Then there’s the fact that your residence visa is dependent on your employment – or that of your husband/wife – creating an unhealthy focus on the importance of your job. ‘In other countries, you’d have to have a good reason to work after the clock rings,’ Randall points out. ‘Here you’re expected to stay or someone will come in and replace you. You have to produce or go home. And then the stress is written all over the roads, in the way people drive home.’

But the effects of stress don’t stop there. ‘Sexual impotence used to be a huge problem in the Emirates,’ states Dr Ali Numairy, President of the Emirates Medical Association. ‘Fortunately, with the introduction of treatment [such as Viagra], this problem has improved a lot in the past year.’ And adults aren’t the only ones feeling the strain. ‘We treat children at the centre too,’ reveals Randall. ‘Many parents have no time for their kids and they therefore react to that – they don’t naturally have their own stress.’ And, of course, the problem doesn’t stop with any one demographic. Members of lower-income social brackets suffer another more financially and often physically-driven distress, working for hours in the beating sun for little pay.

‘Redress the stress’

It’s all very well blaming our environment for how tightly we’re wound, but it’s an environment most of us have chosen – and there’s still plenty you can do to redress your stress before it starts making you ill. Evidently, the first option would be to stop working so hard. ‘You have to get out of work! Have some fun, go to the beach!’ cries Randall, who asserts that salt water disperses negative energy.’

However, with rising rents, food and living costs, for most, fleeing the office at a decent hour simply isn’t an option. In this case you can at least ensure you and your boss value the work you are doing. ‘If you don’t feel like what you’re doing matters, whether at home or at work, you’re bound to feel far more stressed out about it,’ explains Alan W. Altmann, a leading life coach who recently lectured in Dubai. ‘Your boss has to give you a voice, and then honour that voice by paying attention to it.’

Outside the office, the number one form of advised stress relief is exercise, whether it’s individual or team sports. ‘Not only does it release endorphins, but you feel like you did something for yourself for once and not the boss,’ states Randall. Alternatively, you can also sit very, very still. ‘It may be clichéd, but meditation works,’ Alan states. ‘Your form of meditation may just be down time – reading, watching movies, seeing friends – whatever helps calm your wired interior monologue, which is essentially what stress is.’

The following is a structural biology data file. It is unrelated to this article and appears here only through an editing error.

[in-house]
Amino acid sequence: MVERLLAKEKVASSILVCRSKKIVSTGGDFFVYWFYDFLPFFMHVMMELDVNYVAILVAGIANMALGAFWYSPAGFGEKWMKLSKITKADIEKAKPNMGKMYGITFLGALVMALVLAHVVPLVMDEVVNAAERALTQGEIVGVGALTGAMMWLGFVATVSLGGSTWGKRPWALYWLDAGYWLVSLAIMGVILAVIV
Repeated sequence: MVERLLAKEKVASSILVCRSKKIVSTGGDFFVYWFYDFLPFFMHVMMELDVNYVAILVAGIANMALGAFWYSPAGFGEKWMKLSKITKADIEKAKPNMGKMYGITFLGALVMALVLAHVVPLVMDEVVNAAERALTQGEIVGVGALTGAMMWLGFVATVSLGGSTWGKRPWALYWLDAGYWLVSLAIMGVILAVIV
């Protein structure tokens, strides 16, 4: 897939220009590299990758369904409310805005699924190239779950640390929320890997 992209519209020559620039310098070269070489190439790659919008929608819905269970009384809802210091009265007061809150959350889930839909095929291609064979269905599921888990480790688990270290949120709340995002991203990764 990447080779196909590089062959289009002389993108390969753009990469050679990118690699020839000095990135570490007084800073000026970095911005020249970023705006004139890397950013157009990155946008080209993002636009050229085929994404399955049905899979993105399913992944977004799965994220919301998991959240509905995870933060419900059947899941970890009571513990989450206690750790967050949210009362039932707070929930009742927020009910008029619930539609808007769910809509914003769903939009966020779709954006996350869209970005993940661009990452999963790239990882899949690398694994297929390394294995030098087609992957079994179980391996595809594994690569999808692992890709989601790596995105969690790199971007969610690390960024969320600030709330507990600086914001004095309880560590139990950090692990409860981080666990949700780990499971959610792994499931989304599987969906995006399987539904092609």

Fortunately, if a brand new government campaign is to be believed, help, or awareness at least, is at hand. The UAE ministries of health and education, Abu Dhabi’s Health Authority and the Emirates Medical Association all joined forces this month to launch Relief, a national awareness campaign on pain management, focusing on one of its main causes – our old friend, stress. ‘We will be taking the matter very seriously,’ states Emirates’ Medical Association’s Dr Ali. ‘Through regular public awareness events at malls, cultural organisations and schools, we’ll communicate the message that stress is not something to be ashamed of or ignored.’

Tell your boss to expect their call. ‘We’re developing a program for business owners to help them understand that instead of ignoring the pain of their employees, effective measures can now be taken to prevent lost productivity and increase job satisfaction.’

The real key to bashing stress on the head, however, is to stop talking and start doing. ‘The link between theoretical understanding and action taken is the most crucial part,’ emphasises Dr Klaus. ‘Stress’ risk factors do not hurt until it is too late, when action is uncomfortable and, therefore, often avoided. We have to continue hitting the drum.’ Or going for runs or hitting the beach – whatever medicine it is your stressed head’s calling for.